Maze Runner Trilogy: Book 1 – The Maze Runner (Book Review)

This is my second (or maybe even third) read of James Dashner’s The Maze Runner. I discovered the novel after watching the movie starring Dylan O’Brien and Thomas Brodie-Sangster, and immediately fell in love with the whole concept of the maze; the mystery of working out where they are, what’s happening to them and how to escape their confinement. This is a story I often find myself revisiting on a regular basis, and it has become one of my favourite dystopian films, as well as a favourite novel. Also it doesn’t hurt that Dylan O’Brien is easy on the eyes.

…Warning: this review contain spoilers, proceed with caution…

For those not already aware, The Maze Runner is told in first-person narrative from the perspective of Thomas – played by Dylan O’Brien in the film. Suffering from severe amnesia, his only memory his name, Thomas finds himself the new kid on the block, inside a large glade surrounded by high stone walls. Disorientated, confused and curious, he soon learns that he’s trapped inside a giant maze and vows to help his fellow Gladers find a way out of their predicament.

 

When I first read The Maze Runner I felt as frustrated as Thomas was, at the lack of answers to his persistent questions. However, the slow reveals of each story element helped maintain the tension and mystery of the maze’s secrets, keeping the reader interested and voraciously turning the books’ pages. The book has a good pace, with enough forward motion that you never get bored waiting for the next reveal.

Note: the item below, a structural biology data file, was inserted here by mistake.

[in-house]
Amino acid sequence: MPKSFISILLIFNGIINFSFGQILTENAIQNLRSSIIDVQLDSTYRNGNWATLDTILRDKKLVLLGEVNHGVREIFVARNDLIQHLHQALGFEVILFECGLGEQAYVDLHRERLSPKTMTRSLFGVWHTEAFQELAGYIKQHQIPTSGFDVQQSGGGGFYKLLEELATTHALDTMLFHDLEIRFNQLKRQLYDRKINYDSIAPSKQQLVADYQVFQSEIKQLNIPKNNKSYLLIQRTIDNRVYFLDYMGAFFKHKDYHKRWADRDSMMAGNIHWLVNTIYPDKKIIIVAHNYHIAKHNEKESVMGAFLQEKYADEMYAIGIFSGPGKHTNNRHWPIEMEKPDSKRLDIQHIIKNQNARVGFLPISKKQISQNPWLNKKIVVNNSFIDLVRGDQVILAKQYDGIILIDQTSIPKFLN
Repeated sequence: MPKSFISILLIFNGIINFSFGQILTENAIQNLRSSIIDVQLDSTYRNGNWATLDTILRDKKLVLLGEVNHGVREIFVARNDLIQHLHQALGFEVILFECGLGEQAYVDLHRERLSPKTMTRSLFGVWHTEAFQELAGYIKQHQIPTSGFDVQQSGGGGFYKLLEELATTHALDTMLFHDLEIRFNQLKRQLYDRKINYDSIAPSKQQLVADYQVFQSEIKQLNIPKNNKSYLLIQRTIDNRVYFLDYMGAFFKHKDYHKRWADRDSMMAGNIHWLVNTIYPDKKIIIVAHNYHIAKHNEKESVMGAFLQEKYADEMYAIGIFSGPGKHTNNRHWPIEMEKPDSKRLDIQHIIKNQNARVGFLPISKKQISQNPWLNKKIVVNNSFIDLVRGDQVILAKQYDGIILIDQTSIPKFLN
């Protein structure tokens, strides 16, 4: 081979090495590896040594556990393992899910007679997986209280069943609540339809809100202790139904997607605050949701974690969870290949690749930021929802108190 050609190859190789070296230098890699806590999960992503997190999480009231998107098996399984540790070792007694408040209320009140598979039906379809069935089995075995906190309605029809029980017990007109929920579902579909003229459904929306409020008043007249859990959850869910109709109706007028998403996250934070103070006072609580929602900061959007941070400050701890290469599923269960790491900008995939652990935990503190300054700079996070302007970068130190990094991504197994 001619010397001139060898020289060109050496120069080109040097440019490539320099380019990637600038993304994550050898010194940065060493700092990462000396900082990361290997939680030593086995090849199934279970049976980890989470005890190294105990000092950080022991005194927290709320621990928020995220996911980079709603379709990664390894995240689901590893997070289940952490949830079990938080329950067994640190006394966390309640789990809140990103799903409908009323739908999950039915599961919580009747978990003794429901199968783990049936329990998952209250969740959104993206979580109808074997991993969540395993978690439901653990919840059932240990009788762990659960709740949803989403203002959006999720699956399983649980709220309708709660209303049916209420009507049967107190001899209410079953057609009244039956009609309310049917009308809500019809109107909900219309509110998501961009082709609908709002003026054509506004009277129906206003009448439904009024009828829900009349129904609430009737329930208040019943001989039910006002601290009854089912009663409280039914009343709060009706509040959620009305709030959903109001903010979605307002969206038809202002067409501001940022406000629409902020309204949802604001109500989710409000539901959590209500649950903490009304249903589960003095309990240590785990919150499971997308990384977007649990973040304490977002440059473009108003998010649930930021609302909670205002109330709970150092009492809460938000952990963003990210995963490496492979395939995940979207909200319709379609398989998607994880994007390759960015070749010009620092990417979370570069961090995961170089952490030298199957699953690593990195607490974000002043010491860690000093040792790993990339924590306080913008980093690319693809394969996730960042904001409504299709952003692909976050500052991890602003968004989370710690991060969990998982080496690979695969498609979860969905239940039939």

Being terrified of spiders, the Grievers creeped me out like crazy. These robotic spider-like creatures that attack the Gladers in the maze are terrifying, and I regularly hoped that one would kill-off that really arrogant and irritating character, Gally. I kept reading with fingers crossed for this.

Of course, as always, there are a few differences between the book and the film, which become more and more apparent as the novel reaches its conclusion. However, while there’s slight differences in the minute details, the main plot and focal characters remain the same.

However, there is one scene at the end of the book that I don’t quite understand; how did Gally escape the maze before the others, and why was he being controlled? What was the point in the knife throw that killed Chuck? This isn’t clear, or explained and doesn’t make much sense to me. In the film this scene makes more sense and follows clear logic, but in the book it just seems really out of place and confusing. As a result I’m not able to give The Maze Runner the full 5 stars despite loving the rest of the book. 4.5 stars is the best rating I can give as this one scene spoils the story for me, along with the made-up swear words to tone down the bad language for younger readers, which was a bit annoying.

I recommend The Maze Runner to anyone that enjoy dystopian science fiction, and similar young adult series such as Hunger Games or Divergent.  

 

See also:

Maze Runner Trilogy: Book 2 – The Scorch Trials

Maze Runner Trilogy: Book 3 – The Death Cure

Maze Runner: Book 0 – The Fever Code

Author: Sarah

I review science fiction, fantasy and horror novels.

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